Romon Kimin Yang - 'Rostarr' - was one of the first artists that I wanted to approach for at the beginning of the Rugged Art project. His work translates perfectly into woven designs, with amorphous patterns creating beautiful rugs, which would bring striking color and style to any room.
Ryan is a phenomenon. His amazing artworks are constantly being exhibited in different parts of the world, he runs his own branding company, publishes books both artistic and academic and even finds the time to spread his knowledge in college lectures. He is truly a genius.
Turf is somewhat obsessed with Victorian-looking midgets sporting dandy facial hair, Russian icons, dead things of all sorts, carnival sideshows and seedy, vermin-infested theatre stages. Technically his paintings are reminiscent of the 15th Century Flemish Primitives.
I still only have a limited amount of information regarding Todo Onada. I am one of the few people who have any kind of social contact with him, and he tells me very little, even less of which is printable. Todo’s rugs are playful, and there is something friendly about them. They are made from 60-knot wool and are very hard-wearing and ideal for smaller spaces.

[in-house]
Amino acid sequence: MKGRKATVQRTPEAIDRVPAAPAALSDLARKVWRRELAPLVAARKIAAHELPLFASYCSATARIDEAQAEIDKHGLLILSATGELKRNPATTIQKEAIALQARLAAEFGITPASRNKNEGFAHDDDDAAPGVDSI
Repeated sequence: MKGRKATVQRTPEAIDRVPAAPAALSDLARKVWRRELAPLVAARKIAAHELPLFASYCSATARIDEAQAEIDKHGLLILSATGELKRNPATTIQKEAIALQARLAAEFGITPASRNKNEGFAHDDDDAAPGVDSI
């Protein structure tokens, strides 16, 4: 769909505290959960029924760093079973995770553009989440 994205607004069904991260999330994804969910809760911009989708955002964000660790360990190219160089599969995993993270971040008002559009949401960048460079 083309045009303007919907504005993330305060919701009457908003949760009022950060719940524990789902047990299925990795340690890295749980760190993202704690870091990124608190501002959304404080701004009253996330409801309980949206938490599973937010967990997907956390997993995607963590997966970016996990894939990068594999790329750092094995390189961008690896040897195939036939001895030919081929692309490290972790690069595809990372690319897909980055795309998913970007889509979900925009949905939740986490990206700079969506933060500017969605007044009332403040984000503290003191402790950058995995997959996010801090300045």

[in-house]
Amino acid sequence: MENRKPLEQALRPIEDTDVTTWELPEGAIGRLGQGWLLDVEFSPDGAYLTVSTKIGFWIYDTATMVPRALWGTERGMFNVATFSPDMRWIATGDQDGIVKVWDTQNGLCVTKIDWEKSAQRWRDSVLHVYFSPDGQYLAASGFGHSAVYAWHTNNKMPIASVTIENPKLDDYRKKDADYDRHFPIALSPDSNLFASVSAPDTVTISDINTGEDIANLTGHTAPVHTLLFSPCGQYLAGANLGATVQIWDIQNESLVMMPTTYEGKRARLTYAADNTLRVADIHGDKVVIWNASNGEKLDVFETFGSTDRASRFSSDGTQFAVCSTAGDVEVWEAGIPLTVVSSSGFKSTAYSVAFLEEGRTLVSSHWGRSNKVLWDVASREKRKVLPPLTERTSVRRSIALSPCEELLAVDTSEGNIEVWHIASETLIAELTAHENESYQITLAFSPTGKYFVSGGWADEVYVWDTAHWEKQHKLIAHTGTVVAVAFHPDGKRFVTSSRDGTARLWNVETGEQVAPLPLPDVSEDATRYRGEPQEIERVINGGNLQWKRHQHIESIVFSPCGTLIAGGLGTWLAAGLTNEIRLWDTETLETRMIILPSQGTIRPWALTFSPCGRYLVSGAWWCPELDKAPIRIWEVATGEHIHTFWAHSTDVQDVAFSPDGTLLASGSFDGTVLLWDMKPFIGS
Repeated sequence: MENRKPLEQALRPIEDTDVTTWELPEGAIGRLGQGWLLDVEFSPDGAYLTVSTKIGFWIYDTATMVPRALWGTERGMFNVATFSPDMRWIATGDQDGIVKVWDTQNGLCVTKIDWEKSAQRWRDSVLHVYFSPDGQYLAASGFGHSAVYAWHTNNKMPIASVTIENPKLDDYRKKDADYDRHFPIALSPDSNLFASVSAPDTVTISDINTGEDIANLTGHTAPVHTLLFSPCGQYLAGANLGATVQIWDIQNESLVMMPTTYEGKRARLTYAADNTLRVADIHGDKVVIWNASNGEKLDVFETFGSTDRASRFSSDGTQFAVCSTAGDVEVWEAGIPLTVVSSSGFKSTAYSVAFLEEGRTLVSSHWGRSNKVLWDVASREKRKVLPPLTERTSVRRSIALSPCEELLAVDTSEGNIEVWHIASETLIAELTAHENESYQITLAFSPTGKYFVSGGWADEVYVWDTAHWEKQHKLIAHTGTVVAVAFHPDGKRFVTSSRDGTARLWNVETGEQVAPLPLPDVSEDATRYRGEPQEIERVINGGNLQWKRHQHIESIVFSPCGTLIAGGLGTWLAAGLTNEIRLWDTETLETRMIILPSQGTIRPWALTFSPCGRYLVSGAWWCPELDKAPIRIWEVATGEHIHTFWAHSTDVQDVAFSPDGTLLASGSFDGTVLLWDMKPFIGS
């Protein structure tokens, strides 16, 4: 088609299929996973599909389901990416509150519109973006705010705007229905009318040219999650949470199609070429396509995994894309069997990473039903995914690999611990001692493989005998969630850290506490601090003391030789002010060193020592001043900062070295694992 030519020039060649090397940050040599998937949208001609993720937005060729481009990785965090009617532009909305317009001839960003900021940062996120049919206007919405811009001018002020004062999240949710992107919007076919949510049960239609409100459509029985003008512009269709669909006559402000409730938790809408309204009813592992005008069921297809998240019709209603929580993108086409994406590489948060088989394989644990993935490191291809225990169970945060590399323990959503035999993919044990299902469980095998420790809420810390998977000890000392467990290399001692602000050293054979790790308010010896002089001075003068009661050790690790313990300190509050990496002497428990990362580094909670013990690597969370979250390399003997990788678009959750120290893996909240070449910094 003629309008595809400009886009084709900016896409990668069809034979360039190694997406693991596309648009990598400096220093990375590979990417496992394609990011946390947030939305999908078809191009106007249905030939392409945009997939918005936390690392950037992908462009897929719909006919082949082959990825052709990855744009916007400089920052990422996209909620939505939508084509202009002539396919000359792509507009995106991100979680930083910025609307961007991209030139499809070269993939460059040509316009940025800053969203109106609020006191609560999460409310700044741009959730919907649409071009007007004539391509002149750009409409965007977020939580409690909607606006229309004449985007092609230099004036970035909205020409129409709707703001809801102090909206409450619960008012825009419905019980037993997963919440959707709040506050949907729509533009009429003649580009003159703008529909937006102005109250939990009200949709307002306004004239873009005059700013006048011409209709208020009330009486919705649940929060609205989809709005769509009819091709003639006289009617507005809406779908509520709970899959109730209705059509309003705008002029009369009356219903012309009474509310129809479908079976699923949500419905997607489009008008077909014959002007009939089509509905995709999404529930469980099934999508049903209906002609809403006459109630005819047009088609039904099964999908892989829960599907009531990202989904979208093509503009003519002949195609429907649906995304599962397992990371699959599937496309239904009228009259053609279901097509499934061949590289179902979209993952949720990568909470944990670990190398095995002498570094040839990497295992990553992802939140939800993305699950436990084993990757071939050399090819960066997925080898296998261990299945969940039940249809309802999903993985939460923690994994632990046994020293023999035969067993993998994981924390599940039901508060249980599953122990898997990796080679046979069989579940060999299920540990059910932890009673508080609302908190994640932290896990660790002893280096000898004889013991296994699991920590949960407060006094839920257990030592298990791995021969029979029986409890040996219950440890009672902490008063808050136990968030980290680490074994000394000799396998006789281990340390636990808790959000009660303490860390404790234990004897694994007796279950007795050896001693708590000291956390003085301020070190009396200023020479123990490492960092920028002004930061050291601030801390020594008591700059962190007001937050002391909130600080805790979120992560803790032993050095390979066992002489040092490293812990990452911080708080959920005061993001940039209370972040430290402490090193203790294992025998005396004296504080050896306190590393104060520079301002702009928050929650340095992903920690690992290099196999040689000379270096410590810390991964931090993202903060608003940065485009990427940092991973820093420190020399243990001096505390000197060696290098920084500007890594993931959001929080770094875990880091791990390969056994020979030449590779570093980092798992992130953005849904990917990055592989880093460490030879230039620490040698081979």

Steve Tsang is a personal friend of mine from back in the early days. I have grown up with his stencils adding color and humor to the walls of my neighborhood. For his rug design he has used traditional Chinese motifs from textile design - the cloud brocade seen in red with a yellow outline above, but some graffiti style and incredible color. The rug uses multiple pile heights to raise sections of the pattern off the background, giving the whole piece a multi-levelled effect, which has to be seen and felt to be believed!
Khashayar Naimanan was born in 1976 in London and started a career in graffiti at the age of 15. Inspired by early graffiti writers, he became one of the few Kings of the 'London Underground' by the mid 1990's.
"Historically, walls have exhibited the voice of the people. My earliest paintings were made on walls at night. My thought and impulse behind the gesture was as primitive as that of cavemen marking and drawing in their dwellings to assert their existence in a place and time."